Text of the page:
Inkatha Freedom Party (IFP) national chairperson Zanele Magwaza-Msibi and her backers have cut ties with the IFP.
The newly registered National Freedom Party (NFP) was unveiled at the Durban City Hall on Tuesday.
“I never thought that in my wildest dreams that I would ever stand in front of you and make this pronouncement about leaving the IFP, the party I have dedicated my entire life to serve,” she said.
The IFP had constructively dismissed her and she accepted this.
Local government elections
Magwaza-Msibi announced she had been elected to lead the new party, already registered with the Independent Electoral Commission, and intended contesting the upcoming local government elections.
“If I am elected to lead this party, I will make it my personal responsibility that the views and aspirations of women take prominence in our policy formulations,” she said.
The party was a home for those unhappy with their own political parties and who believed in the ideals of democracy.
“The NFP is a home to all South Africans, irrespective of their race, colour or creed. It is a home for the majority of our people who found themselves caught up in the racial battles of many parties in South Africa.”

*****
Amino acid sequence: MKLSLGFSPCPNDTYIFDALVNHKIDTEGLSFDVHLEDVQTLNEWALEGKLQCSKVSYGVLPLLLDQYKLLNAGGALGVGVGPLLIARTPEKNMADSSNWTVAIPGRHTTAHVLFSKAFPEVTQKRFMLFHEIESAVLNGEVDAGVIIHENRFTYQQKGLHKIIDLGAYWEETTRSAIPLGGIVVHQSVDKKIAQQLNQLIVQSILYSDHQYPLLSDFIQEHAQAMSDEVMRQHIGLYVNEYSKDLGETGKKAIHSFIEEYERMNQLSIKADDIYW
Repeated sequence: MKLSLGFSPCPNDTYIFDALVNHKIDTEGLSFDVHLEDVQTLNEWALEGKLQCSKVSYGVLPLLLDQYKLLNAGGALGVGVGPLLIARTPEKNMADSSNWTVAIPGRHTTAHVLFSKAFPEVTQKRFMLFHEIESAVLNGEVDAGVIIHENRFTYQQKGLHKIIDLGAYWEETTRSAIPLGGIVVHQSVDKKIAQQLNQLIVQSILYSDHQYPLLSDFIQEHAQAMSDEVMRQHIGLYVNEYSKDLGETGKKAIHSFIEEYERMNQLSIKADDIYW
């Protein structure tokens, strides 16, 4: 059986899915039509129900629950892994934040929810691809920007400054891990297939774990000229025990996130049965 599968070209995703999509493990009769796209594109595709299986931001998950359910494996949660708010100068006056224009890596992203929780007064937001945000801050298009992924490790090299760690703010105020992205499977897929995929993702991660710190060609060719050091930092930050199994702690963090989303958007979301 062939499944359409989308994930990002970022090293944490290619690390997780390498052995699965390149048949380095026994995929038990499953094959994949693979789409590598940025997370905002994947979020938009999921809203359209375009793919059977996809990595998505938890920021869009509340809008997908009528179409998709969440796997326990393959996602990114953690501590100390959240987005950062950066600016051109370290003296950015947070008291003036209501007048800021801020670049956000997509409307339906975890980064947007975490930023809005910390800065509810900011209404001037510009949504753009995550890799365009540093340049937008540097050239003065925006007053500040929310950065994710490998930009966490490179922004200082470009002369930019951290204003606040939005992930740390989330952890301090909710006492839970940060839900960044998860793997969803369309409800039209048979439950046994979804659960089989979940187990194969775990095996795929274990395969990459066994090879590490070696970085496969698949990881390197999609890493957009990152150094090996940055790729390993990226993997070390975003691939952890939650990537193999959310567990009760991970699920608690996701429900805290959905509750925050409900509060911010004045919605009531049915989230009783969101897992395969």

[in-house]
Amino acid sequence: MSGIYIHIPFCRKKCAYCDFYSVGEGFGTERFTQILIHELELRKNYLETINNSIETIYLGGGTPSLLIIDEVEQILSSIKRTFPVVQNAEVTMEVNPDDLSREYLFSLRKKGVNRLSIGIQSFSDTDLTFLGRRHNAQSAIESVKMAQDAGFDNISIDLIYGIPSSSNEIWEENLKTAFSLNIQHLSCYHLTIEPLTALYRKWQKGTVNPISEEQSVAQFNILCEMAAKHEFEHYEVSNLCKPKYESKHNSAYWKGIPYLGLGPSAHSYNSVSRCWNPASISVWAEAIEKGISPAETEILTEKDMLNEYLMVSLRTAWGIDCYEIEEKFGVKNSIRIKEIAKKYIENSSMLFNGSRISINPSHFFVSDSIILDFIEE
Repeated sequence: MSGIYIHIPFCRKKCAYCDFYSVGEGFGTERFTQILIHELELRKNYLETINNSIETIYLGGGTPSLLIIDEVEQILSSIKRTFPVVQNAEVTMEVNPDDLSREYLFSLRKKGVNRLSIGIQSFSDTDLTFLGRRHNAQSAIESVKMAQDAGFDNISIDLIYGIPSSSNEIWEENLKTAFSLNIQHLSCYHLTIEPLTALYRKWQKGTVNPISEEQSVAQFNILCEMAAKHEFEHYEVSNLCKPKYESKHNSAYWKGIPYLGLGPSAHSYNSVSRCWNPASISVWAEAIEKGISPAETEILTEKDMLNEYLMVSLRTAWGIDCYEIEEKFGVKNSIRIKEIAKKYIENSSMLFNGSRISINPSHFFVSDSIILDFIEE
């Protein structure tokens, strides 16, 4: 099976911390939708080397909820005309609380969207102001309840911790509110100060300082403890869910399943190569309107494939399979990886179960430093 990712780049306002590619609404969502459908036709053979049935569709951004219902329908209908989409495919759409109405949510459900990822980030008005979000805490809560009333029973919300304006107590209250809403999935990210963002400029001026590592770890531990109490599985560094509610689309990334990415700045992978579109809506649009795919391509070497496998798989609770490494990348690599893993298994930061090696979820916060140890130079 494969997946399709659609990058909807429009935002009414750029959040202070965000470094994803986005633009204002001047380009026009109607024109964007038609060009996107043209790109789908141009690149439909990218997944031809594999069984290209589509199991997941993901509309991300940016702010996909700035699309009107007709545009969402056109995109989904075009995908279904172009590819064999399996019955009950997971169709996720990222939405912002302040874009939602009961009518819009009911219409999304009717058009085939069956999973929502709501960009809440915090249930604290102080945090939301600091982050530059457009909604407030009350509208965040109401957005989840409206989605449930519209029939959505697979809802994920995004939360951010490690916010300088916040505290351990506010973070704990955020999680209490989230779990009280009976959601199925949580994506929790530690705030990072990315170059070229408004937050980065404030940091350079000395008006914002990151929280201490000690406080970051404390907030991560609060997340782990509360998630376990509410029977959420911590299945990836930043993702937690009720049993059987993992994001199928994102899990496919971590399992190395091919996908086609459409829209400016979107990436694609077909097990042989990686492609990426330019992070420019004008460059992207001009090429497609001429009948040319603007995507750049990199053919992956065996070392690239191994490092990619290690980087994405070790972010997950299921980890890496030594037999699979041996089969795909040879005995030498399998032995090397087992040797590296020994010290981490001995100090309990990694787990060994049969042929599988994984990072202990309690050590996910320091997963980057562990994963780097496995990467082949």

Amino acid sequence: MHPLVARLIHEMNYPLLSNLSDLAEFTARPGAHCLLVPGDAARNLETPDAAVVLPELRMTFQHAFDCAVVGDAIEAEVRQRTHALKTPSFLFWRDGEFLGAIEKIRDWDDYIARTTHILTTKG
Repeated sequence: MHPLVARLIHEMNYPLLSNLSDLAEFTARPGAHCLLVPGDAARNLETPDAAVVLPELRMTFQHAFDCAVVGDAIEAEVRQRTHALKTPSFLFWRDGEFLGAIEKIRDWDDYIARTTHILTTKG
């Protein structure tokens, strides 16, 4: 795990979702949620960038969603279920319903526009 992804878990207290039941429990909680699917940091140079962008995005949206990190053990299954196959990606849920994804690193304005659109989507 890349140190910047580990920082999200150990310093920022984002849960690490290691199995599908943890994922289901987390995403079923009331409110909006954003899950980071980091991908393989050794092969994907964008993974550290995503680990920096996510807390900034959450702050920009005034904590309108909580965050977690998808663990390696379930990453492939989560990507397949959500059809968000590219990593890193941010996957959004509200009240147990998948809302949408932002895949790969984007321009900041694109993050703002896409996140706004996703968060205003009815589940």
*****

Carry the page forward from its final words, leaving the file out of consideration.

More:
‘Untold pain of baseless accusations’
She further denied having held clandestine meetings with African National Congress president Jacob Zuma and other party leaders, as well as receiving “millions” from the ruling party to destroy the IFP.
For the past two years she had endured “untold pain of baseless accusations and innuendo” spread by people she trusted.
The relationship between Magwaza-Msibi and IFP leaders began to sour last year when her supporters started campaigning for her. Some were expelled for “sowing division” in the party.
Magwaza-Msibi has been summoned before an IFP disciplinary committee.
The Pietermaritzburg High Court last week ruled against a bid by Magwaza-Msibi to force the party to hold an elective conference, and to prevent it from taking her to a disciplinary enquiry.
IFP president Mangosuthu Buthelezi recently said he was willing to reconcile with her. — Sapa